The final test looks at the strategic rationale for the captive transaction. Essentially if it can be reasonably determined that the non-tax benefits of the transaction are greater than the tax savings achieved, then the test is met and no DPT is payable. What this means for risk managers and captive owners is that if the captive can answer the four questions mentioned earlier in the article positively, and with supporting evidence, then their chances of not having to pay DPT are increased. The problem though, is that the test appears rather subjective and convincing tax inspectors of the value of a captive, when they have little knowledge of captives, could be challenging. One of the key aspects of this is test is whether alternative strategies than the use of a captive do exist. If a captive writes a PD/BI policy which is broadly similar to an open market policy and with comparable premium calculations then the justification for the use of a captive is harder, as a good alternative strategy can be evidenced to exist.

Interestingly the DPT legislation has the phrase “at any time” inserted within some clauses, which suggests that HMRC are looking at the entire life of the captive rather than just the current position. So, even if the strategic rationale now is one of risk management, can it be demonstrated that this was always the case.

To conclude, when Solvency II was introduced in 2016, it challenged many insurers to review their structure and strategy to ensure their commercial viability within the new regime. Some insurers failed to remain viable but most of them have been able to continue operating successfully under the new regime. BEPS in many ways is the same challenge but for captives. Those captives which have genuine economic substance and add tangible, quantifiable value to their owners should survive, even with additional tax costs factored in. Owners of captives which fall short have a decision to make.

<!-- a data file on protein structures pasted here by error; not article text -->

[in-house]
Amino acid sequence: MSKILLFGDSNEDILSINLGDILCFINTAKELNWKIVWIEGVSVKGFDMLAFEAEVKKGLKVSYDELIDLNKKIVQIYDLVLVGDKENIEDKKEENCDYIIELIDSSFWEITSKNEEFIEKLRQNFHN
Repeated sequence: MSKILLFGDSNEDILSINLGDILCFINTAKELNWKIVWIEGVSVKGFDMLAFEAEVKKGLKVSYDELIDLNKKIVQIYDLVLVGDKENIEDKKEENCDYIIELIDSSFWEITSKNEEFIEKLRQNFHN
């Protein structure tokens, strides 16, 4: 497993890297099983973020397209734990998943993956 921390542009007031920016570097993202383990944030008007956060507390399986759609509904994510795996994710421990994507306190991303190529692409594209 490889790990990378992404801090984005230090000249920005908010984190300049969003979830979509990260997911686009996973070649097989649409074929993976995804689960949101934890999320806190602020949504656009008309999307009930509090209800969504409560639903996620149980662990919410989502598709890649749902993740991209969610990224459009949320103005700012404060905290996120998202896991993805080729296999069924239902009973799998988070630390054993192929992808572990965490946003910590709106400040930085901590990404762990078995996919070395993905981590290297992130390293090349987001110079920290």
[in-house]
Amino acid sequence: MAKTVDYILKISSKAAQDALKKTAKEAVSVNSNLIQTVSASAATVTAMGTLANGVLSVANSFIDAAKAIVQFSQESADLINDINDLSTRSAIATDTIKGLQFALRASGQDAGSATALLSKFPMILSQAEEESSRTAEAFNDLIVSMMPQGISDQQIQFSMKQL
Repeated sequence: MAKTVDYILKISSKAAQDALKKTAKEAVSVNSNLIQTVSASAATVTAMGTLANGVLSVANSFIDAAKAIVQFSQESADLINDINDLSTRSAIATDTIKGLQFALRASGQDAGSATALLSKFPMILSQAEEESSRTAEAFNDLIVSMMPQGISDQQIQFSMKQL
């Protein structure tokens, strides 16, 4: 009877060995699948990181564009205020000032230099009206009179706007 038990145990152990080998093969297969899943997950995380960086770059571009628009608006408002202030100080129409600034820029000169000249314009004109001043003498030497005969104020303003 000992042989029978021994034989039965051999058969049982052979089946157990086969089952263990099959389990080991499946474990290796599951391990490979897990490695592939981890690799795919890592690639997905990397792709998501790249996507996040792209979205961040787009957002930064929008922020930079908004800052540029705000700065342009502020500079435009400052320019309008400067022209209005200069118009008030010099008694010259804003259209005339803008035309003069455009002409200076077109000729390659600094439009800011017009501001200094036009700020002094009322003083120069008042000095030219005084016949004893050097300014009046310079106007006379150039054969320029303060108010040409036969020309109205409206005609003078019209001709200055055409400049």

But maybe BEPS is actually an opportunity for risk managers. If the risk manager can do the analysis and quantify the true value that their captive brings to the owner, its long-term viability can be assured and plans can be made to increase the role of the captive within the group.

If you consider that captives, in spite of significant lobbying by the industry, were not afforded any significant treatment from EU legislators beyond the proportionality principle when Solvency II was enacted, the likelihood of successfully persuading the OECD that captives are a special case which require special treatment is probably slim. A better focus may be to demonstrate the commercial value that captives, and the captive industry, bring to their owners and in doing so, clearly making the case that they are an essential risk management tool and aligned to the overall corporate business strategy. If done successfully, there should be no tax “surprises” in store for the CFO.

Mike Stalley FCA is the chief executive of FiscalReps and principal at complianceDNA. Since 2003 FiscalReps has provided the captive insurance industry with international premium tax services, focussed on tax compliance and not tax avoidance.